UBC Theses and Dissertations
Purchasing power parity puzzle as a trade phenomenon Berka, Martin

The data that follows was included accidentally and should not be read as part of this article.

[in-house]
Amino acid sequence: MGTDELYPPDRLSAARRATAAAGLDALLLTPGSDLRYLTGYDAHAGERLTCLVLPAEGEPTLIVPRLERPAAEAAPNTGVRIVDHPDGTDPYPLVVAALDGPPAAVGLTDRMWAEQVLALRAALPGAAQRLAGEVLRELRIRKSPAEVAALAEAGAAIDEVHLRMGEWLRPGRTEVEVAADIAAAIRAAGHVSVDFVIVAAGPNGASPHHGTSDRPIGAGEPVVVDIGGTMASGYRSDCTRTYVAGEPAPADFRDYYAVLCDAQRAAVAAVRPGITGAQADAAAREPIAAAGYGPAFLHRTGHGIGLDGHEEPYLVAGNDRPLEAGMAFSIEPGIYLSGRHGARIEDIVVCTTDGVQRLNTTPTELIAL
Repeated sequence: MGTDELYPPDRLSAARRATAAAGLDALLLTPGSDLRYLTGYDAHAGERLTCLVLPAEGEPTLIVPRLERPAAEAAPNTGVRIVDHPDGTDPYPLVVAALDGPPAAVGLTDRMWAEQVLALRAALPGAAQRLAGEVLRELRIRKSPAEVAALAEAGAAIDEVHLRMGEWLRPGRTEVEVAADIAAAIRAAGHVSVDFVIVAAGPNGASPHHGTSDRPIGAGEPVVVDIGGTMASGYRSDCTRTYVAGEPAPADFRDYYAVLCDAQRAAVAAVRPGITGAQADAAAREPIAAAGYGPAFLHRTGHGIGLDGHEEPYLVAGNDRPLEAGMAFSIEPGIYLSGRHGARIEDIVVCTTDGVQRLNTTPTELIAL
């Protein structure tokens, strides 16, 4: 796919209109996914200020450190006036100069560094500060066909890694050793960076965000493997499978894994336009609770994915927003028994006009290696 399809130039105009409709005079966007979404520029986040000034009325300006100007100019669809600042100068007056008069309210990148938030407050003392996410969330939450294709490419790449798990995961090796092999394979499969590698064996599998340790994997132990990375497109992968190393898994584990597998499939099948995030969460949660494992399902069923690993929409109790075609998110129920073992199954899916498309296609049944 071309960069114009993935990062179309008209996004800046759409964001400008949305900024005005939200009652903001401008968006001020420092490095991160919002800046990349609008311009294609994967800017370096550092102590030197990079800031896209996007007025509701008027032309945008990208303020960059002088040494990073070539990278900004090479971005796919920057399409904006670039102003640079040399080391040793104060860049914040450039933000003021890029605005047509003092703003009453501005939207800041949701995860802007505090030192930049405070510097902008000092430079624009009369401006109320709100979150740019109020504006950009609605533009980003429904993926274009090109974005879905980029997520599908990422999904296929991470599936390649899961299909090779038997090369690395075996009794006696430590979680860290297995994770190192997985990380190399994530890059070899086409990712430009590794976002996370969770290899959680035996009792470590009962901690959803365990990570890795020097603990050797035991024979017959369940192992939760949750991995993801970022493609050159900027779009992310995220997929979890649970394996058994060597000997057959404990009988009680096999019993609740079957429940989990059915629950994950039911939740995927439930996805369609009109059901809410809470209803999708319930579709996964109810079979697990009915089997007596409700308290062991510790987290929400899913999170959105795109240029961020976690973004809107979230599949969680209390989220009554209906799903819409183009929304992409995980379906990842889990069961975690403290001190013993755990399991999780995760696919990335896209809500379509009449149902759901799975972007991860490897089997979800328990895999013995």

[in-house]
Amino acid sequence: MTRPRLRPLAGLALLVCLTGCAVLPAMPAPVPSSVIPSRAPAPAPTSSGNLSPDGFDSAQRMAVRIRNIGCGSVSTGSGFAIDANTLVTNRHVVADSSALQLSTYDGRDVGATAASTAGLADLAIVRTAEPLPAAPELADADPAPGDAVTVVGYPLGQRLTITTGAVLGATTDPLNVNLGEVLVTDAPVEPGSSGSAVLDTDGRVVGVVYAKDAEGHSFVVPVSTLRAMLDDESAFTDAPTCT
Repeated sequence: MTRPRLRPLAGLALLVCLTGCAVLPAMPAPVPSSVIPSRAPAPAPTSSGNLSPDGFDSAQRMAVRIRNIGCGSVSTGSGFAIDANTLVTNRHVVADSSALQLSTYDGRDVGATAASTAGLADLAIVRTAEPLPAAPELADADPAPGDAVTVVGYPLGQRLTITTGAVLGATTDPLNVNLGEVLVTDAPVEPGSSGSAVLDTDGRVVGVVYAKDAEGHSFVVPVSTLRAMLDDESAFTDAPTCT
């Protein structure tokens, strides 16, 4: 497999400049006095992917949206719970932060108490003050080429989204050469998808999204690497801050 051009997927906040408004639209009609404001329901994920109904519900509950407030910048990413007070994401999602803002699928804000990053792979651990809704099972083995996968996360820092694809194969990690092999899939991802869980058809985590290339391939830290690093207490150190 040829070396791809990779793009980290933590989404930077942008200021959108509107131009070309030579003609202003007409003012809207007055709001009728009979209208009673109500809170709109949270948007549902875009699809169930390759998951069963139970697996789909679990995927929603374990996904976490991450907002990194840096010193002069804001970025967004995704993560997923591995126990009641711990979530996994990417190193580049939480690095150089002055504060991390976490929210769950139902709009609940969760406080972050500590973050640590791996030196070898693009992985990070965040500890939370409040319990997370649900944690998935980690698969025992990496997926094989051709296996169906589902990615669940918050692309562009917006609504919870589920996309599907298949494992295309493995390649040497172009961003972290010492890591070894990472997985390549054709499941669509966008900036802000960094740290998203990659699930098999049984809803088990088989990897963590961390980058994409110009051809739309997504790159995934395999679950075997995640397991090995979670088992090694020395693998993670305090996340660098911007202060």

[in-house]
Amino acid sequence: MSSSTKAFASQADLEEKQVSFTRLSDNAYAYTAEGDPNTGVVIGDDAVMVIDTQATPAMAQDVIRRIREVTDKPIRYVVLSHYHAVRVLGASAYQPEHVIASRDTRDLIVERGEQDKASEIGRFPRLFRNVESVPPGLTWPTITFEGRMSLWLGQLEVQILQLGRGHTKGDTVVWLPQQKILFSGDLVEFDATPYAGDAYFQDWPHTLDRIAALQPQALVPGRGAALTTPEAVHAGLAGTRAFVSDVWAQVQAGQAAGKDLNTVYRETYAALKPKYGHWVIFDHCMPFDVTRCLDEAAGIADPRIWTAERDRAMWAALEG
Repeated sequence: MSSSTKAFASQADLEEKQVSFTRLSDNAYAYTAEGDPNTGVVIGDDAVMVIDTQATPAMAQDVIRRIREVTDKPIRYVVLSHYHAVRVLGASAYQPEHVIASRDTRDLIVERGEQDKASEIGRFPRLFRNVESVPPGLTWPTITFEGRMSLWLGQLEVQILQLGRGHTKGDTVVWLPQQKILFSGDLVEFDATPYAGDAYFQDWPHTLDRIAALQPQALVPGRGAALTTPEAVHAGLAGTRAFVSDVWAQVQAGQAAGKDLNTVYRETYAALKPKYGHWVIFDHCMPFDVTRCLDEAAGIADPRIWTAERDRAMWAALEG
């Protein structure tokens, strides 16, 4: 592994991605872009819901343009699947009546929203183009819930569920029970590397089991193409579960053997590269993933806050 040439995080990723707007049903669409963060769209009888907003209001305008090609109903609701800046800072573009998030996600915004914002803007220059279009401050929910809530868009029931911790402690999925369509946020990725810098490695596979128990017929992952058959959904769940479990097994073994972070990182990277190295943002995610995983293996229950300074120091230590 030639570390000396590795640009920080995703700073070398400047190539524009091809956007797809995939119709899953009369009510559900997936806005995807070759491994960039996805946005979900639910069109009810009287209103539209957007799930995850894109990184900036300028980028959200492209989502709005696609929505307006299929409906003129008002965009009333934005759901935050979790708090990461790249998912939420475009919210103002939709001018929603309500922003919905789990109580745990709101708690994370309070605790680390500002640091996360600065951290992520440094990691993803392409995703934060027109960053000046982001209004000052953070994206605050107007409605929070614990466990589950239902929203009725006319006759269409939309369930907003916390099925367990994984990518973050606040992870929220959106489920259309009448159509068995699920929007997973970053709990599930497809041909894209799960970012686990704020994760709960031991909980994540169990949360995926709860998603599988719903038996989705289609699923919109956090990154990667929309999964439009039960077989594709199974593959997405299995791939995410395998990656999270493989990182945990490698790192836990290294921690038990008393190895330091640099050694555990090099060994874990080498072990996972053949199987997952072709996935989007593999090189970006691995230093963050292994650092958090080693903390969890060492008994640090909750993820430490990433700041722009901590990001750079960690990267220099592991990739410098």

The purchasing power parity puzzle is among the central issues of international macroeconomics. In my thesis, I document and explain the persistence and volatility of its empirical counterpart - the real exchange rate - as a trade phenomenon arising from heterogeneous physical characteristics of products and geography. In the first chapter, a general equilibrium model with shipping costs that depend on physical characteristics of goods and distance leads to endogenous tradability of goods. Deviations of prices from parity are sustained as long as they do not exceed the heterogeneous trade frictions. The real exchange rate exhibits deviations whose persistence matches the data and, when quadratic adjustment costs in change of trade volume are added to the model, also the volatility of the real exchange rate deviations matches the data as well. The second chapter studies monthly deviations from the law of one price for a group of 63 goods and services in Canada and USA between 1970 and 2000 and relates them to a separate dataset of price-toweight and price-to-volume ratios. Threshold estimates are significantly negatively related to the estimates of the price-to-weight ratios and price-to-volume ratios, respectively. Physical characteristics of goods are important empirical determinants of heterogeneous non-linear behavior of deviations of their prices from parity. The third chapter studies the implications for monetary policy in a general equilibrium model where credit crunches occur due to shifts in the distribution of assets among heterogeneous households.
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